* China Digital Times 4/24/2012: Sensitive words: Don’t eat the yogurt
* China Daily 4/12/2012: Yogurt and jelly makers worry about blogs’ effects
* Want Daily 4/22/2012: CCTV host off-air for 10 days after controversial Weibo post
* China Digital Times 4/20/2012 (in Chinese): Zhao Pu disappears from screen 11 days after gelatin news, netizens speculate firing


Censors pounce on whistleblowing site, Google cloud service

Chinese censors routinely identify and remove sensitive online content quickly, but several examples over the past week have highlighted just how fast such actions are taken. On April 18, the popular microblogging site Sina Weibo launched a whistleblower function called Weibo Expose Platform (Weibo Baoliao Pingtai). Established in collaboration with 70 news outlets in the country, it allowed netizens to make anonymous submissions of news tips and photographs. However, it was taken down within one day, apparently on orders from the government. While Sina did not carry any story mentioning the launch or shuttering of the service, related articles on popular web portals such as Netease and Hexun seemed to have been deleted. In a more typical user experience, David Bandurski of the China Media Project reported that one of his microblog postings—about the ongoing political scandal surrounding ousted Chongqing Communist Party chief Bo Xilai—was deleted within 13 minutes. The removal of the entry, which was accompanied by a screenshot of an English-language article from the South China Morning Post, shows that information in foreign languages is also strictly monitored. Finally, on April 24, the U.S. internet firm Google launched its new Drive feature, which enables users to store and share data in “the cloud,” meaning networks of remote web-linked servers. Within hours, it became clear that the service was being blocked in China, though similar services by other international firms, including Microsoft and Apple, remain accessible (see CMB No. 54).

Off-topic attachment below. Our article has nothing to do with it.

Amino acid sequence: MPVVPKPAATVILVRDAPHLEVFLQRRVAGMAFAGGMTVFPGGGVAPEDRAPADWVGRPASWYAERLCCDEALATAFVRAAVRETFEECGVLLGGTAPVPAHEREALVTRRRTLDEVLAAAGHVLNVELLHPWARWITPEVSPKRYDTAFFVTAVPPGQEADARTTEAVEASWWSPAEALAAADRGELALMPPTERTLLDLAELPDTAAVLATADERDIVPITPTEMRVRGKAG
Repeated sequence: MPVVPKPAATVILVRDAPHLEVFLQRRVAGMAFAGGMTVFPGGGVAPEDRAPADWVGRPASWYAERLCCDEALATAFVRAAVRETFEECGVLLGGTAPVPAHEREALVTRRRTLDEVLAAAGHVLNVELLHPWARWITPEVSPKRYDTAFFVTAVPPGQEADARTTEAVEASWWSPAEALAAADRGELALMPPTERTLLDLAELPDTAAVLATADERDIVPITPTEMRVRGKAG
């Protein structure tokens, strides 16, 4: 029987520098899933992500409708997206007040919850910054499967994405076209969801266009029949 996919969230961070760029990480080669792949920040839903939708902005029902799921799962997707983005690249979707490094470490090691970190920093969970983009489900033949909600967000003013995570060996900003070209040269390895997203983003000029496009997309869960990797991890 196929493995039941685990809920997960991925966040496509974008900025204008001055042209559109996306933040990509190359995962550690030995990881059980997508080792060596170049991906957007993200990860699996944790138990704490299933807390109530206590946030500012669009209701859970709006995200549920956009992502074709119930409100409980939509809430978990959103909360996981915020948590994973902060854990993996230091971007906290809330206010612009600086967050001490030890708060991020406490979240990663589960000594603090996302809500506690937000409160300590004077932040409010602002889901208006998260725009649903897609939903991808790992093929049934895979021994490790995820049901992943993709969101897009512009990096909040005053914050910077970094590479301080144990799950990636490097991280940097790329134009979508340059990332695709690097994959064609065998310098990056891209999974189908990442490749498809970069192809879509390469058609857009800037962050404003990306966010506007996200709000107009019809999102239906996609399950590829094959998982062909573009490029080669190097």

* China Internet Watch 4/19/2012: Sina Weibo launched a platform for news tips submission
* Tech in Asia 4/18/2012: Did Sina just introduce—and then kill—an anonymous news reporting platform?
* Shanghaiist 4/19/2012: Weibo Expose: Whistle-blowers whistle-blown?
* China Media Project 4/23/2012: ‘Your post has been secreted’
* Wall Street Journal 4/25/2012: China escalates crackdown on internet amid scandal
* Register 4/26/2012: Baidu thrives as Google Drive is blocked in China


Individual cases reflect diverse censorship tactics

The following were among several individual cases reported by the organization Chinese Human Rights Defenders over the past two weeks. They illustrate the Chinese authorities’ broader practices of punishing politically sensitive online speech, cutting off the communications of activists who are confined even after their formal release from custody, and forcibly suppressing the spread of information about localized protests.

- Netizen charged for demanding political reform: Chen Pingfu, a netizen in Lanzhou, Gansu Province, was summoned by police on March 8 for “inciting subversion,” after he published up to 300 articles demanding political reform on his microblog accounts and several internet portals. He was subsequently released in poor health, but the authorities notified him on April 10 that he had been formally charged by the Lanzhou prosecutor’s office.
- Rights lawyer’s communications restricted: On April 10, prosecutors in Beihai City, Guangxi Province, rejected human rights lawyer Yang Zaixin’s application to use communication devices while being held under residential surveillance. Yang is currently banned from having access to mobile telephones and laptop computers. He had been detained in June 2011 on “suspicion of forging evidence,” and although he was discharged from custody on March 15, he has since been living in a secret location designated by the government.
- Beijing petitioners detained over photography: Three petitioners from Hubei Province were detained by plainclothes police after taking photographs in Beijing’s Tiananmen Square on April 10. According to their friend, surnamed Jin, who had accompanied them to the square, they caught the police’s attention when one of them attempted to take a picture of her petition material. Jin escaped from the scene, but the other three were detained and are now missing.

* CHRD 4/16/2012 (in Chinese): Gansu netizen faces indictment for ‘inciting subversion’ for inciting subversion for posts on microblogs and blogs
* CHRD 4/12/2012 (in Chinese): Beihai lawyer Yang Zaixin barred from using computer and cellphone while under residential surveillance in a designated location
* CHRD 4/12/2012 (in Chinese): Three Hubei petitioners taken away for photographing in Tiananmen Square, whereabouts unknown


Businesswoman’s death sentence rejected after online outcry